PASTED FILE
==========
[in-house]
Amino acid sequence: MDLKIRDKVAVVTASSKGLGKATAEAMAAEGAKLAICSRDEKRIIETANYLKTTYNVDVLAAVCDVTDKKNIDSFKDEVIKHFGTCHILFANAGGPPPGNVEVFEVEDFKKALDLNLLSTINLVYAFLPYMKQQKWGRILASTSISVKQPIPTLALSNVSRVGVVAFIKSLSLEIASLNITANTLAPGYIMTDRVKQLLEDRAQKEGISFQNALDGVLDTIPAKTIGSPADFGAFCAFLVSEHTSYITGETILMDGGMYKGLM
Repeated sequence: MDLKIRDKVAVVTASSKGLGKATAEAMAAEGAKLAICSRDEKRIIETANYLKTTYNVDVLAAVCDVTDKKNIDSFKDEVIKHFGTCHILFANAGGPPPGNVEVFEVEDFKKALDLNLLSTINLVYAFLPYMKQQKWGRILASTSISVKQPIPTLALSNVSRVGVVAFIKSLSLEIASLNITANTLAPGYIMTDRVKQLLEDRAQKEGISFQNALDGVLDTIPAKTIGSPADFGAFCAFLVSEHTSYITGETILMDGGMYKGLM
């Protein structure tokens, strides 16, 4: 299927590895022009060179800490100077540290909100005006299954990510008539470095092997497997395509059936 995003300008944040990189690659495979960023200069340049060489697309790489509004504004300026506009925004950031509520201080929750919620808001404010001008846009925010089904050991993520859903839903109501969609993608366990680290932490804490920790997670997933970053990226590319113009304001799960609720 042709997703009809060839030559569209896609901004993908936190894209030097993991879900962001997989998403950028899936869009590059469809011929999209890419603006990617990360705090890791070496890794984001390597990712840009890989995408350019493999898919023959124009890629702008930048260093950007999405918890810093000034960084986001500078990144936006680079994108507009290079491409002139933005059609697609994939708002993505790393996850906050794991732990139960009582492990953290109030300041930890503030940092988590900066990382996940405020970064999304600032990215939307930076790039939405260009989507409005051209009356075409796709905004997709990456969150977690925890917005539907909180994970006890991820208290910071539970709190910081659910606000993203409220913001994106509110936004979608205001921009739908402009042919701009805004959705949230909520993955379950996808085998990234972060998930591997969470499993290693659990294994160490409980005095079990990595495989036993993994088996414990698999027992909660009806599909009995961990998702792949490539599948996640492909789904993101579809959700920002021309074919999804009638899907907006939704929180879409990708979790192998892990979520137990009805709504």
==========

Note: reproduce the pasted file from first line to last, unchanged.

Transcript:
[in-house]
Amino acid sequence: MDLKIRDKVAVVTASSKGLGKATAEAMAAEGAKLAICSRDEKRIIETANYLKTTYNVDVLAAVCDVTDKKNIDSFKDEVIKHFGTCHILFANAGGPPPGNVEVFEVEDFKKALDLNLLSTINLVYAFLPYMKQQKWGRILASTSISVKQPIPTLALSNVSRVGVVAFIKSLSLEIASLNITANTLAPGYIMTDRVKQLLEDRAQKEGISFQNALDGVLDTIPAKTIGSPADFGAFCAFLVSEHTSYITGETILMDGGMYKGLM
Repeated sequence: MDLKIRDKVAVVTASSKGLGKATAEAMAAEGAKLAICSRDEKRIIETANYLKTTYNVDVLAAVCDVTDKKNIDSFKDEVIKHFGTCHILFANAGGPPPGNVEVFEVEDFKKALDLNLLSTINLVYAFLPYMKQQKWGRILASTSISVKQPIPTLALSNVSRVGVVAFIKSLSLEIASLNITANTLAPGYIMTDRVKQLLEDRAQKEGISFQNALDGVLDTIPAKTIGSPADFGAFCAFLVSEHTSYITGETILMDGGMYKGLM
């Protein structure tokens, strides 16, 4: 299927590895022009060179800490100077540290909100005006299954990510008539470095092997497997395509059936 995003300008944040990189690659495979960023200069340049060489697309790489509004504004300026506009925004950031509520201080929750919620808001404010001008846009925010089904050991993520859903839903109501969609993608366990680290932490804490920790997670997933970053990226590319113009304001799960609720 042709997703009809060839030559569209896609901004993908936190894209030097993991879900962001997989998403950028899936869009590059469809011929999209890419603006990617990360705090890791070496890794984001390597990712840009890989995408350019493999898919023959124009890629702008930048260093950007999405918890810093000034960084986001500078990144936006680079994108507009290079491409002139933005059609697609994939708002993505790393996850906050794991732990139960009582492990953290109030300041930890503030940092988590900066990382996940405020970064999304600032990215939307930076790039939405260009989507409005051209009356075409796709905004997709990456969150977690925890917005539907909180994970006890991820208290910071539970709190910081659910606000993203409220913001994106509110936004979608205001921009739908402009042919701009805004959705949230909520993955379950996808085998990234972060998930591997969470499993290693659990294994160490409980005095079990990595495989036993993994088996414990698999027992909660009806599909009995961990998702792949490539599948996640492909789904993101579809959700920002021309074919999804009638899907907006939704929180879409990708979790192998892990979520137990009805709504």